Time to change legal aid requirements

There seems to be a growing unrest concerning legal claims and the Armed Forces with a number of papers currently in circulation including The Fog of War which does nothing but confuse matters completely.

The situation is complicated but to try and simplify it, there are 3 areas of claims;-

The Armed Forces “Compensation” Scheme is the military pension with a gratuitous lump sum awarded for injury whilst in service. I argued from the outset in 2005 that the Ministry of Defence should not put the word “compensation” in the title of what is in effect a workers industrial injury scheme, as confusion would follow.  Yet the MoD insisted – call me a sceptic but was the MoD’s intention to cause confusion? If so, they have succeeded.

Secondly there is the right for a member of the armed forces to sue through the courts if the MoD has failed in the duty of care they owe to all who serve. This right was enshrined in statute by parliament in 1987 when crown immunity was removed. In 2012/13 the MoD’s latest figures show that only around 2700 claims (out of around 60,000 armed forces personnel) were made with payouts including legal fees being 0.06% of the defence budget.   In other words, peanuts.

In addition, case law has developed (quite rightly and sensibly in my view) that the duty of care owed by the MoD does not apply in the heat of battle. It would be ridiculous if a Captain was sued for making the wrong decision under gun fire and indeed it would be impossible to effectively operate a defence system if that were not the case. This is referred to as “combat immunity,” and is something that the paper, The Fog of War, has totally misunderstood or misrepresented.

Lastly we have Human Rights lawyers – the most infamous of which is Phil Shiner – who proceed to act for Iraqi’s who accuse the British military of brutality and demand compensation from the British tax payer under Human Rights legislation.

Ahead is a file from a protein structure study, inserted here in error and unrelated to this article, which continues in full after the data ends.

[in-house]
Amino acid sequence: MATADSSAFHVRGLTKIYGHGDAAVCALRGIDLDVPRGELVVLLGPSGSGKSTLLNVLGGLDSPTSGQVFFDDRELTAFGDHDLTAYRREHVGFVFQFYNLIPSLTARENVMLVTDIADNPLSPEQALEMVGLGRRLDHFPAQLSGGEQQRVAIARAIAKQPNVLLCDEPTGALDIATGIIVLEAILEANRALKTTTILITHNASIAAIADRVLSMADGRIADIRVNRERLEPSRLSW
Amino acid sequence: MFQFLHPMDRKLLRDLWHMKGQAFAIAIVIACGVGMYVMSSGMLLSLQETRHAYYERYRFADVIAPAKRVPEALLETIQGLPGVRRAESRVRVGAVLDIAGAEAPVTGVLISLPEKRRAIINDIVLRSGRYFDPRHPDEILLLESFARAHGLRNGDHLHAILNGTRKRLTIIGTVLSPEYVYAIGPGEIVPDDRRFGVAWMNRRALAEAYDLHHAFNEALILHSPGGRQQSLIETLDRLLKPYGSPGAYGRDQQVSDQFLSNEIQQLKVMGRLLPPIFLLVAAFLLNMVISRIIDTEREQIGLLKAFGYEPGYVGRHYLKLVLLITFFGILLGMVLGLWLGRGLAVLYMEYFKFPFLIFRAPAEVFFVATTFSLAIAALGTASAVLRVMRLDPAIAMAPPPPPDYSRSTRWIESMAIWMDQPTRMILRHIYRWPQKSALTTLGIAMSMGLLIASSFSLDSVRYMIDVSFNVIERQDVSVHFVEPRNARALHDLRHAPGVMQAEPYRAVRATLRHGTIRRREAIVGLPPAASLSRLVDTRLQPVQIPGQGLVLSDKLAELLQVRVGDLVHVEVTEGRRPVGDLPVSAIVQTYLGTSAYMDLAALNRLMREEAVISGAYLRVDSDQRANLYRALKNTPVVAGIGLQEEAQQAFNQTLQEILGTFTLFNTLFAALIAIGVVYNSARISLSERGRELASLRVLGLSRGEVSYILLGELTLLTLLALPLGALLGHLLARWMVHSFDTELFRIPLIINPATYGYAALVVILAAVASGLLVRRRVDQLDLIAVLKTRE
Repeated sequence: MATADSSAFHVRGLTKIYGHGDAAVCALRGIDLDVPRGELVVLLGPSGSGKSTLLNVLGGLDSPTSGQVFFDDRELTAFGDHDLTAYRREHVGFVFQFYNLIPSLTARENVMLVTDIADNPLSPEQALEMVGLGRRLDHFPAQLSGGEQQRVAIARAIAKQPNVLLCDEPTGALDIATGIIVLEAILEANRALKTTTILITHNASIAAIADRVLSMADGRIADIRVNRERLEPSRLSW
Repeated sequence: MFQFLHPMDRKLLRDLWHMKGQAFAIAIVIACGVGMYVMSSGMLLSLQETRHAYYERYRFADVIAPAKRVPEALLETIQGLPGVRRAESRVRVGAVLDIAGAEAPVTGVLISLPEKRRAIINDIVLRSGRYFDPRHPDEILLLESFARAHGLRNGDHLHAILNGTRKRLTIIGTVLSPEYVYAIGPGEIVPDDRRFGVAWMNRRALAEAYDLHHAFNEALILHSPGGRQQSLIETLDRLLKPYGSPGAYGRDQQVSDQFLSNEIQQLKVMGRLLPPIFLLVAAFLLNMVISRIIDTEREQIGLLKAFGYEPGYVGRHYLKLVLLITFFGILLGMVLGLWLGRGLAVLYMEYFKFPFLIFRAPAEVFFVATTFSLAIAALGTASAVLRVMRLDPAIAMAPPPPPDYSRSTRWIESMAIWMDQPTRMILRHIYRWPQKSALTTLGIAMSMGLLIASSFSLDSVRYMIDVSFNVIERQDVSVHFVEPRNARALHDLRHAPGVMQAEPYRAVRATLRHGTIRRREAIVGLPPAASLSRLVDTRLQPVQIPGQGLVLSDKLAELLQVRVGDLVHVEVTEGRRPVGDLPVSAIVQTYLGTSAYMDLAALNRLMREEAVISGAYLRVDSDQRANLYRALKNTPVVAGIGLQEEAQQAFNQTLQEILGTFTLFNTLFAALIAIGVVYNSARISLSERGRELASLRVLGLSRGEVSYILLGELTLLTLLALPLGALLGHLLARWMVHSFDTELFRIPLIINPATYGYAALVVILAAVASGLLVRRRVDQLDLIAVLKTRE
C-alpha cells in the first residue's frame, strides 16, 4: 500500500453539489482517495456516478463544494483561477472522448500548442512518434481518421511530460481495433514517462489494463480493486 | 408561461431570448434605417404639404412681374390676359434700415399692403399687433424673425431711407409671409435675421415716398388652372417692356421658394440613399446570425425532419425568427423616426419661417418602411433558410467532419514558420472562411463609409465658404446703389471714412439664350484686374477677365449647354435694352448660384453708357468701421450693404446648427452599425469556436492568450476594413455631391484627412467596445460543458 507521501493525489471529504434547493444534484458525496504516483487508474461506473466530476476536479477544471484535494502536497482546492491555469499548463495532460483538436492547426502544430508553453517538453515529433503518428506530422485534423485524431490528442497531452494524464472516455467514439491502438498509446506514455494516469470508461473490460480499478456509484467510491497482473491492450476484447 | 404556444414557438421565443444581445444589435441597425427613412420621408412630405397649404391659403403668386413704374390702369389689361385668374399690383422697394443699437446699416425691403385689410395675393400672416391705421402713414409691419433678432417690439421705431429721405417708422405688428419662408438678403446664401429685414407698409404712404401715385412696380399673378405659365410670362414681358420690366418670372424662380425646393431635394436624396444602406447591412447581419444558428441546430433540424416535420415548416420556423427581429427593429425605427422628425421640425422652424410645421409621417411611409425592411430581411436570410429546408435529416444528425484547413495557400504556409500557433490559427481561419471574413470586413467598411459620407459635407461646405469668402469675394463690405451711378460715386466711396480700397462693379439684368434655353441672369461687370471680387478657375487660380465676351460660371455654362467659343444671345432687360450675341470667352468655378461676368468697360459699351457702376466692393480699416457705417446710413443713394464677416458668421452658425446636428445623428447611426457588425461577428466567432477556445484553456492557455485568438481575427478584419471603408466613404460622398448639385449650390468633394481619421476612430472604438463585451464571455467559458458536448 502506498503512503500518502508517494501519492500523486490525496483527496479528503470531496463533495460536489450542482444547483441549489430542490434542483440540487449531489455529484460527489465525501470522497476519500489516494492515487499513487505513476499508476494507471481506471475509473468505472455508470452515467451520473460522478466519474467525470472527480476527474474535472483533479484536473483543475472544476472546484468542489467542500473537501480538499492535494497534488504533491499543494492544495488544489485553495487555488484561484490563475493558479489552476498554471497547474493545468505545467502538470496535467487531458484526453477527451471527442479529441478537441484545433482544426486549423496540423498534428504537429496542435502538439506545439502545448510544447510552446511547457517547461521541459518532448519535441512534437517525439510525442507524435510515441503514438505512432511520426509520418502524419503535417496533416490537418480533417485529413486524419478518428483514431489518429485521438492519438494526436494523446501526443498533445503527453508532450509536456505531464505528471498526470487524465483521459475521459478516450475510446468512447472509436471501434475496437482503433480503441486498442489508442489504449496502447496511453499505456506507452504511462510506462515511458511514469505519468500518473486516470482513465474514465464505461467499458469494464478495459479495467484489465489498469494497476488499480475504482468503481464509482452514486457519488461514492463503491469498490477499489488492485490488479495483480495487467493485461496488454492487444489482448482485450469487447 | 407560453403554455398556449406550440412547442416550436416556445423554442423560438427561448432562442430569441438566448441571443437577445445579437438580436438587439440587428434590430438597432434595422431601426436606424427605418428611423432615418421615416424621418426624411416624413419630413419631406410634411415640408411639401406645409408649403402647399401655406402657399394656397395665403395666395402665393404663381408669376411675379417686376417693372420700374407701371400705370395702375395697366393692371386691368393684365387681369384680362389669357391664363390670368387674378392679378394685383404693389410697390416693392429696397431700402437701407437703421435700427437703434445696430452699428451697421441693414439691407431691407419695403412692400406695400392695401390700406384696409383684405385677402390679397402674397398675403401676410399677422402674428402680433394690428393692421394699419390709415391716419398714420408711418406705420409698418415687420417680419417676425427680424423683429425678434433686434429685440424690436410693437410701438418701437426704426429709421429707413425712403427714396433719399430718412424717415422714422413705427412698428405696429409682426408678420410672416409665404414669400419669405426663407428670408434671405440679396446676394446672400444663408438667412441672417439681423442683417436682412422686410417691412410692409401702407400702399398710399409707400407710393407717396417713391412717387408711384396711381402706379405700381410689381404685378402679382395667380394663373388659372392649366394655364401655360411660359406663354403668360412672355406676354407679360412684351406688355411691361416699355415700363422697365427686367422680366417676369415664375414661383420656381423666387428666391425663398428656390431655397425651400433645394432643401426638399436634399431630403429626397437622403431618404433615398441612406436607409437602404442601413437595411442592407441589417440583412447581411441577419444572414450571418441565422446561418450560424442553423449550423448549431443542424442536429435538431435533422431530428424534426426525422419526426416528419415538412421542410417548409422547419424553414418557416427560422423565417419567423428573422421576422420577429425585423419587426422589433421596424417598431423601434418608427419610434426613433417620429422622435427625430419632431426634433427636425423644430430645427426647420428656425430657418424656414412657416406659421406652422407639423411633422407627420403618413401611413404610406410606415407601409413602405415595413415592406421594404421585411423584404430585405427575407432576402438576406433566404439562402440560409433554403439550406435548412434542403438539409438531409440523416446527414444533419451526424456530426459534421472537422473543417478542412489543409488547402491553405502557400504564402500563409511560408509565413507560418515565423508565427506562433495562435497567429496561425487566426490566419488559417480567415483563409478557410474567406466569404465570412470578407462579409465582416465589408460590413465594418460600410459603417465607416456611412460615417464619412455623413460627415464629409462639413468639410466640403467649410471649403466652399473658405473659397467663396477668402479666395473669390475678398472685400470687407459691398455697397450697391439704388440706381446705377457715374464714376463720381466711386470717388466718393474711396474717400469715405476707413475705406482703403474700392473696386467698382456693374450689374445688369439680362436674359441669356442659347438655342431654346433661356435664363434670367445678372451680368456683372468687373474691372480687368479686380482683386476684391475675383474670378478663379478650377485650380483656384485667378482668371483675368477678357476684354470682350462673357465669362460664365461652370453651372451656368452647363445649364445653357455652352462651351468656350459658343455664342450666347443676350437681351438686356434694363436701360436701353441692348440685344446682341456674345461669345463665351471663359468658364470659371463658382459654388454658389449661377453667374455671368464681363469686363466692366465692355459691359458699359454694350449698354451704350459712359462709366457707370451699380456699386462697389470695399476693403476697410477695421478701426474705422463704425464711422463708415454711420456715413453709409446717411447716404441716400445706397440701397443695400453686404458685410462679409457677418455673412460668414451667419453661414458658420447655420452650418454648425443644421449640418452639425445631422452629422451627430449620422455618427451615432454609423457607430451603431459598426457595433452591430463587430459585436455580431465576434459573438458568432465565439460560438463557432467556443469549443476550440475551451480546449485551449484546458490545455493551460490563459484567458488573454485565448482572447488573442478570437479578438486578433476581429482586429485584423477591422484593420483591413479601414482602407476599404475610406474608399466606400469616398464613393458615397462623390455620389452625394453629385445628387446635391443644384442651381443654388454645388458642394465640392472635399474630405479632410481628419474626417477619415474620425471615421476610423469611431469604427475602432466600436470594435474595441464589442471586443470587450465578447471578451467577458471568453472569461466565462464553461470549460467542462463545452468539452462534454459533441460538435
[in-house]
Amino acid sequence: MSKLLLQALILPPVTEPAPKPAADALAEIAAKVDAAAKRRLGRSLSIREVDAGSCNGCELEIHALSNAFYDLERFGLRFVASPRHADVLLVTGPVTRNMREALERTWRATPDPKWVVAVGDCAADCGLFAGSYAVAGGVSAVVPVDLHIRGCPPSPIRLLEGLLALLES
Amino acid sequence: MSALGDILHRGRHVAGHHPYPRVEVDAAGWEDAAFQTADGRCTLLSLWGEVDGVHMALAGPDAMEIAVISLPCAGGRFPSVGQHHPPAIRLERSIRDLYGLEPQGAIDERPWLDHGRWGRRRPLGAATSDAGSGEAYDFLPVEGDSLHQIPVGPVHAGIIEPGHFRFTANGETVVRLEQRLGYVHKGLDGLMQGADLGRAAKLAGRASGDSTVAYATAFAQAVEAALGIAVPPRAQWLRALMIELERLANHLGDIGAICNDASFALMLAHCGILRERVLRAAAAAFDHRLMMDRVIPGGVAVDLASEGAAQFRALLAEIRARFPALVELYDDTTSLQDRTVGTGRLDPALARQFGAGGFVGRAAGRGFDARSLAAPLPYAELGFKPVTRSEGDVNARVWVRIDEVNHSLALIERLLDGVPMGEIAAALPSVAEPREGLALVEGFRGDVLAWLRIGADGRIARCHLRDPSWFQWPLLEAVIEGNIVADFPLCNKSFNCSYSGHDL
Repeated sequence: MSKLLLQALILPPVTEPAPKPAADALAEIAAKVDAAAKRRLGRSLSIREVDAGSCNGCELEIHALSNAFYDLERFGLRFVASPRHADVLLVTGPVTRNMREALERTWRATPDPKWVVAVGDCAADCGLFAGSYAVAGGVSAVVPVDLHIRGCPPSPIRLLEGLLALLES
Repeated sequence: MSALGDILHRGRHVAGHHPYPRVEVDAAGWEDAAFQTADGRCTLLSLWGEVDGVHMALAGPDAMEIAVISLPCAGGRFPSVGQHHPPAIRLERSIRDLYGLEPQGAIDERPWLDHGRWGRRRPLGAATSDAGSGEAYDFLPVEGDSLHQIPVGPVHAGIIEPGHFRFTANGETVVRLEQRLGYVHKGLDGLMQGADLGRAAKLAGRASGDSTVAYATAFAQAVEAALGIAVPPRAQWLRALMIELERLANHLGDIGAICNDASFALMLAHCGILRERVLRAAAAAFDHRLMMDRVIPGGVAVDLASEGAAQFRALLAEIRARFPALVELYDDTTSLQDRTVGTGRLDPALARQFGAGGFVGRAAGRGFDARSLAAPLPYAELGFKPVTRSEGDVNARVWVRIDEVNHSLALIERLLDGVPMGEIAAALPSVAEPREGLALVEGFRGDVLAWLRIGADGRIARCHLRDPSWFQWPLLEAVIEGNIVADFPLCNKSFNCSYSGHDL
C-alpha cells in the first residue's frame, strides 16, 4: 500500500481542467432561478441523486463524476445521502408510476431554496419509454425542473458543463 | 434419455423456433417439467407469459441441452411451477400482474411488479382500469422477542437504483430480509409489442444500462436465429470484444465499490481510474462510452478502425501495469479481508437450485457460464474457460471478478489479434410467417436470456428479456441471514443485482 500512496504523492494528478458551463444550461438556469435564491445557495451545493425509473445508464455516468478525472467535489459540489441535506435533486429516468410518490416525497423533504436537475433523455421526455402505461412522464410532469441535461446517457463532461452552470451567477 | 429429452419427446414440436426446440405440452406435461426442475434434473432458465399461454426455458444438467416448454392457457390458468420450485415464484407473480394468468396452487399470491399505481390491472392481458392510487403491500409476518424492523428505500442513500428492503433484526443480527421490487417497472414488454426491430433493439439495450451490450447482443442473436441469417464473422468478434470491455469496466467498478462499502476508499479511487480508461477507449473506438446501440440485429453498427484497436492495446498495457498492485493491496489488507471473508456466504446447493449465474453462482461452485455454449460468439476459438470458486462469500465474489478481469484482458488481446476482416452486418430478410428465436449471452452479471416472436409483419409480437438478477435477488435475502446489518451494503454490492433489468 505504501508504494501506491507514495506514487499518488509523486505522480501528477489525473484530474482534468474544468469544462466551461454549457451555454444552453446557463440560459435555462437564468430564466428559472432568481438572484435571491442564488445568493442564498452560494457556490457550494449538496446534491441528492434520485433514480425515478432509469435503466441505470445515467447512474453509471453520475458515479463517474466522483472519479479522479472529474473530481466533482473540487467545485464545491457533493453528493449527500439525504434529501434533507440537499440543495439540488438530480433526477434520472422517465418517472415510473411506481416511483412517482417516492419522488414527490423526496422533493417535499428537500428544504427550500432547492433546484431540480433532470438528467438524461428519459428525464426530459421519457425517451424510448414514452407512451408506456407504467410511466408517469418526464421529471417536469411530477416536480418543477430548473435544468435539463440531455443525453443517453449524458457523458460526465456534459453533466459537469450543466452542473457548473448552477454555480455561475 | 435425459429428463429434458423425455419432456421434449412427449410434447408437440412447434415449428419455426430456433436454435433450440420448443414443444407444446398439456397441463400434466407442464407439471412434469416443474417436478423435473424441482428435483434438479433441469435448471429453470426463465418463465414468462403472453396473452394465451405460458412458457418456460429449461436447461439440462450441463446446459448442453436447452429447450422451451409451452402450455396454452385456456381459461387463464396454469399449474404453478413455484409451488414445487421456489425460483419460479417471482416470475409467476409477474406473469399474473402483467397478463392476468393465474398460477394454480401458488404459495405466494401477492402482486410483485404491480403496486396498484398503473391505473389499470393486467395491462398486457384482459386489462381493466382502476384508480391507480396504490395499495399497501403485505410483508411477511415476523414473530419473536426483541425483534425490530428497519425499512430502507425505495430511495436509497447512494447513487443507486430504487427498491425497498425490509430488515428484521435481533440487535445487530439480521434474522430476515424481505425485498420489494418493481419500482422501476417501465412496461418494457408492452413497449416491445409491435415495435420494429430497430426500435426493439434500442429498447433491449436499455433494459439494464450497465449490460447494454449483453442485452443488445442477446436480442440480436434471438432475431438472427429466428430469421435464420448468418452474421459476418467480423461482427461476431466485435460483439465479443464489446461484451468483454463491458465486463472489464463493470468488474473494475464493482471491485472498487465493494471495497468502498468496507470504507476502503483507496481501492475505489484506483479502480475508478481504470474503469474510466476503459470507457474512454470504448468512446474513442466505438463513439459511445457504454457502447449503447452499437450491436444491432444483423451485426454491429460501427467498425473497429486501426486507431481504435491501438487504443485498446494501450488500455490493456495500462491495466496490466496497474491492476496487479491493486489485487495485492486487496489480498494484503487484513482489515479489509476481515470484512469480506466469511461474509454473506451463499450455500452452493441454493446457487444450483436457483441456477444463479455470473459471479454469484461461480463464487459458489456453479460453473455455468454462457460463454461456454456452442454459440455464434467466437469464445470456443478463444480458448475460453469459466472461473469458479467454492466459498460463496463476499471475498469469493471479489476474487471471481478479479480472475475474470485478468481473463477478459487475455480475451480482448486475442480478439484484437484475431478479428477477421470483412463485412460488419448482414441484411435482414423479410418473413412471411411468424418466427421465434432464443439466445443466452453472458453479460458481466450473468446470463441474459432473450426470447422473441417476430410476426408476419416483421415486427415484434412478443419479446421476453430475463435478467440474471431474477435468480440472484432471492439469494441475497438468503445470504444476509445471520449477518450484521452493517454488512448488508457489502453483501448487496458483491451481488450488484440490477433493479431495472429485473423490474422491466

No matter what an individual’s legal rights are and whether you are for or against the Human Rights Act, I personally find it very difficult to accept these cases by the mere fact that they are using British legal aid denied to most British residents to take action against the MoD.

Surely there should be a change in the British  legal aid requirements so that only British residents who have contributed taxes to our society are allowed the privilege of free legal advice.

The other issue I have is that our young men and women of the British military have a hard enough job as it is without the “enemy” claiming brutality. Having acted for our serving forces for over 27 years I have found them to be shining examples of the most upstanding and honourable  members of our society – a pleasure to act for and an inspiration to us all.

I have now read that Mr Shiner  believes the British army is rife with acts of brutality, knowledge of which goes to the top of our Government which should face the European Court of Human rights for war crimes!

I was pleased to see an excellent interview with Lord Dannett, the former Head of our Armed Forces who has categorically denied this.  I am not sure why Mr Shiner lives in this country.  His comments and actions are nothing short of a disgrace.

by Hilary Meredith, CEO, Hilary Meredith Solicitors